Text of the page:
Mike: Your Scramble writers have spent all year mocking and deriding the worst of the commercial world. In the aftermath of the Super Bowl, however, they feel that it is time to highlight some of the good ones we were treated to this past Sunday.
Boost Mobile Shuffle
Mike: That's fresh!
Tom: The reaction to this commercial seems to be very dependent upon whether you enjoyed the first Super Bowl Shuffle.
Mike: Perhaps. How could you not love the Shuffle, though? Plus, it's self-parody, which is always great.
Tom: I do feel like they missed something by wearing Samurai Mike's No. 50, since he couldn't make it, rather than No. 34. It's also weird seeing McMahon with the rest of the Bears, since he went and stood with the Packers on the sideline of a Bears-Packers game after he retired.
Mike: True, he should have cloned himself, stood on both sidelines. That is the only way to satisfy rabid football fans.
Tom: The Packer fans seemed like good, knowledgeable fans when I was there for a preseason game last year.
Mike: I have nothing against Packers fans, but knowledge can just make football fans more scary, as our commenters will show. It leads to rabid devotion and absolute confidence in your own opinions.
Tom: But the Packers fans were nice about it, not hostile.
Mike: First, it was a preseason game. Second, all football fans are the same, some just do a better job of hiding the crazy.
Tom: But only Packers fans will steal your foodstuffs.
Mike: This commercial is a beautiful affirmation of true friendship. Can any of us honestly say that we have a friend willing to stand up in front of your assembled friends and family and pretend that your funeral wasn't a giant Doritos-fueled hoax? I mean, he could have left the guy out to dry, but he went all-in with the miracle sell. That's friendship.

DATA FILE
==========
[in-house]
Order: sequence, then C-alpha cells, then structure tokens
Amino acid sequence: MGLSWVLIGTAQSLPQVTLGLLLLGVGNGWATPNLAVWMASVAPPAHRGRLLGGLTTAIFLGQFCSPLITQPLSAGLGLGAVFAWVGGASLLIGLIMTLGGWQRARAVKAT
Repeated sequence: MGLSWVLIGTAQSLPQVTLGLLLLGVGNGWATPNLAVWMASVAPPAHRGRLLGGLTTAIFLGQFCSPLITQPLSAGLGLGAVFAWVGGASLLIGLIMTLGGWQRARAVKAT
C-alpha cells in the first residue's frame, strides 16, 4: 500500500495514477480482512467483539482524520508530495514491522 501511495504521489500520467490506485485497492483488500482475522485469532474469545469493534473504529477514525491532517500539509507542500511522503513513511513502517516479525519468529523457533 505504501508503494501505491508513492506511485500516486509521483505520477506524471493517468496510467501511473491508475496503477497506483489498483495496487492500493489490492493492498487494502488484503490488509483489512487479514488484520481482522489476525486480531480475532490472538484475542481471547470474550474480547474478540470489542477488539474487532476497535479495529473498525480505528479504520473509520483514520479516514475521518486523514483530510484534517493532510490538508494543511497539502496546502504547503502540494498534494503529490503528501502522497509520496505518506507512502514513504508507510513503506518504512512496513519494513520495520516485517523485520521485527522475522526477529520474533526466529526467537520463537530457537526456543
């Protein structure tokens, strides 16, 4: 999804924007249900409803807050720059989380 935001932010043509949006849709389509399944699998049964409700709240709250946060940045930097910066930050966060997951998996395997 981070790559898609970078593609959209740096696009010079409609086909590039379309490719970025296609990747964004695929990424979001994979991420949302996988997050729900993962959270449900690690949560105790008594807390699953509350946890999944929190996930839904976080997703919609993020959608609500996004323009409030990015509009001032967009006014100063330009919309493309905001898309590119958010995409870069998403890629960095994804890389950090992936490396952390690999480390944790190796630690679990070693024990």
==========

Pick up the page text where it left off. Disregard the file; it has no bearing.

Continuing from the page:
Tom: Like too many commercials, however, it falls apart if you think about it too much. The casket is going to end up six feet in the ground. How is he going to breathe? Where did they find a medical examiner to sign off on a death certificate? How is he watching or listening to the game? Did they not have a viewing, where people didn't notice that he was still breathing?
Mike: You're really overthinking it. It's not like the church is going to demand a death certificate. "Hey, here's a dead guy." "Okay, then!"
Tom: No, but a funeral home might. Also, what if they had tried to cremate him? Did the friends plan that, only to find an exclusion in the life insurance policy and stick with Not Dead Guy’s plan?
Mike: I'm sure that would be part of the plan, that he had set it up to be moved later. In fact, the funeral home/church may even be in on the scheme.
Tom: It seems like an awful lot to get out of a week of work and eat Doritos. The woman in this commercial seems to be the wife of his friend. If the guy's not married, he could just stay home and eat Doritos all week.
Mike: He wouldn't get the benefit of spending a year dead for tax purposes.
Tom: He wasn't planning on being dead for a year, just a week.
Mike: It's a joke, Tom. A joke.
Tom: I didn't even notice that when it first aired, just that it was holographic. We make fun of Favre a lot, but I really enjoy that he's at least willing to make fun of his retirement saga like this and the Sears commercial.
Mike: It's an important part of the commercial, as it is impossible to believe non-holographic things are from the future. The future = holography.
Tom: Huh. I always thought it was nanotechnology, genetic manipulation, and pizza delivery being taken over by the mafia.
Mike: Sadly, no. Holography and giant mutant space hamsters.
Tom: Well, since we sacrificed the pony last week, it makes sense that we'd have space hamsters to replace them. Although I like the Proust-quoting rockvecs more.
Mike: Fortunately, I have a miniature -- what's that, Boo? Oh, she doesn't want to be mentioned in the column.
Tom: My Vikings-fan coworker interpreted this ad as partially a shot at Chilly for hamstringing Favre. Specifically, his well-known hatred of letting players -- even old quarterbacks whose only remaining skill is reading defenses -- audible.